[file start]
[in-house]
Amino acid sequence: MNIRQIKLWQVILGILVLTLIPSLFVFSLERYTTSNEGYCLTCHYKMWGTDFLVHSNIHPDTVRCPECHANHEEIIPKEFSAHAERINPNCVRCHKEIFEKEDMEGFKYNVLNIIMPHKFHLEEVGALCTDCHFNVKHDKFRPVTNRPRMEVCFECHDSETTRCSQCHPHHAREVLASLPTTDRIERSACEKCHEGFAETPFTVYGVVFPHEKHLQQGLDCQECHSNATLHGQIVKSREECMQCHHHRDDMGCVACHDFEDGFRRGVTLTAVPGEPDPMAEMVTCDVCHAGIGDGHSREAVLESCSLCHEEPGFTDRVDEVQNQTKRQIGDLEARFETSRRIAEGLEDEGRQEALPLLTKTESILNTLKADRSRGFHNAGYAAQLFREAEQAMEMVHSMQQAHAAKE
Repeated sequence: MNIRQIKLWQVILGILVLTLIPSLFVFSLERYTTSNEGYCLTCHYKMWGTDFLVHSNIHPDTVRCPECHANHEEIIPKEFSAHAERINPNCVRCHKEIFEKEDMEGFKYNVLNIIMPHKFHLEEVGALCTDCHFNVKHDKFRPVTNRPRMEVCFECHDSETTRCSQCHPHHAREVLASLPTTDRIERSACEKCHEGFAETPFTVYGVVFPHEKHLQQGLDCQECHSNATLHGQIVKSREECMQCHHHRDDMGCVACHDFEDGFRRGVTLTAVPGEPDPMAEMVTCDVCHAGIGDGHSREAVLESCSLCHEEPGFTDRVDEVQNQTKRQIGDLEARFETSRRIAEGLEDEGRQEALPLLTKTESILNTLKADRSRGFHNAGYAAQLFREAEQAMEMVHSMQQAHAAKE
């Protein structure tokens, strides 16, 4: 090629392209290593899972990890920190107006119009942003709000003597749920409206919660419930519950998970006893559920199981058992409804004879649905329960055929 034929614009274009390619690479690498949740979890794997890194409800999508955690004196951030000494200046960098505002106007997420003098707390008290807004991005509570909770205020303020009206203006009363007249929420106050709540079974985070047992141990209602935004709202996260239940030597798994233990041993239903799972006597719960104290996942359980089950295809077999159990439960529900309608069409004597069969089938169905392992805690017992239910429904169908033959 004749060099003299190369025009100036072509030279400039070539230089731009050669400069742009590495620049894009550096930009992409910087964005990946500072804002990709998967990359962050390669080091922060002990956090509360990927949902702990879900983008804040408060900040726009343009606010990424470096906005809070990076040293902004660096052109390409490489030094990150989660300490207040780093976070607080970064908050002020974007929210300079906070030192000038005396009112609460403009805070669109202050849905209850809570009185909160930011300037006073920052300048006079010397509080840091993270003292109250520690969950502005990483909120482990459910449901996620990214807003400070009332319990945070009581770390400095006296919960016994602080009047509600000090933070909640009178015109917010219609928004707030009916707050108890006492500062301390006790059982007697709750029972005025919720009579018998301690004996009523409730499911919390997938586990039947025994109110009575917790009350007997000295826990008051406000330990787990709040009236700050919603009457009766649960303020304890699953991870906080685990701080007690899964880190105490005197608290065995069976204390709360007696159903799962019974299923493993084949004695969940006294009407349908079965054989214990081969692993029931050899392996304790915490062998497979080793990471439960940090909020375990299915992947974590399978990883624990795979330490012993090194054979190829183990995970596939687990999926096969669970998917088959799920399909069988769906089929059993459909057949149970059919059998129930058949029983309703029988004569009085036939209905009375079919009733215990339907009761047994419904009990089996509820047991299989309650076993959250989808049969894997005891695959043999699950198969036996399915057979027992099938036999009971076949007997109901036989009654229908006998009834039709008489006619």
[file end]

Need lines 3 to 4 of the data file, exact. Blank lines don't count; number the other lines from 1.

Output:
Repeated sequence: MNIRQIKLWQVILGILVLTLIPSLFVFSLERYTTSNEGYCLTCHYKMWGTDFLVHSNIHPDTVRCPECHANHEEIIPKEFSAHAERINPNCVRCHKEIFEKEDMEGFKYNVLNIIMPHKFHLEEVGALCTDCHFNVKHDKFRPVTNRPRMEVCFECHDSETTRCSQCHPHHAREVLASLPTTDRIERSACEKCHEGFAETPFTVYGVVFPHEKHLQQGLDCQECHSNATLHGQIVKSREECMQCHHHRDDMGCVACHDFEDGFRRGVTLTAVPGEPDPMAEMVTCDVCHAGIGDGHSREAVLESCSLCHEEPGFTDRVDEVQNQTKRQIGDLEARFETSRRIAEGLEDEGRQEALPLLTKTESILNTLKADRSRGFHNAGYAAQLFREAEQAMEMVHSMQQAHAAKE
């Protein structure tokens, strides 16, 4: 090629392209290593899972990890920190107006119009942003709000003597749920409206919660419930519950998970006893559920199981058992409804004879649905329960055929 034929614009274009390619690479690498949740979890794997890194409800999508955690004196951030000494200046960098505002106007997420003098707390008290807004991005509570909770205020303020009206203006009363007249929420106050709540079974985070047992141990209602935004709202996260239940030597798994233990041993239903799972006597719960104290996942359980089950295809077999159990439960529900309608069409004597069969089938169905392992805690017992239910429904169908033959 004749060099003299190369025009100036072509030279400039070539230089731009050669400069742009590495620049894009550096930009992409910087964005990946500072804002990709998967990359962050390669080091922060002990956090509360990927949902702990879900983008804040408060900040726009343009606010990424470096906005809070990076040293902004660096052109390409490489030094990150989660300490207040780093976070607080970064908050002020974007929210300079906070030192000038005396009112609460403009805070669109202050849905209850809570009185909160930011300037006073920052300048006079010397509080840091993270003292109250520690969950502005990483909120482990459910449901996620990214807003400070009332319990945070009581770390400095006296919960016994602080009047509600000090933070909640009178015109917010219609928004707030009916707050108890006492500062301390006790059982007697709750029972005025919720009579018998301690004996009523409730499911919390997938586990039947025994109110009575917790009350007997000295826990008051406000330990787990709040009236700050919603009457009766649960303020304890699953991870906080685990701080007690899964880190105490005197608290065995069976204390709360007696159903799962019974299923493993084949004695969940006294009407349908079965054989214990081969692993029931050899392996304790915490062998497979080793990471439960940090909020375990299915992947974590399978990883624990795979330490012993090194054979190829183990995970596939687990999926096969669970998917088959799920399909069988769906089929059993459909057949149970059919059998129930058949029983309703029988004569009085036939209905009375079919009733215990339907009761047994419904009990089996509820047991299989309650076993959250989808049969894997005891695959043999699950198969036996399915057979027992099938036999009971076949007997109901036989009654229908006998009834039709008489006619």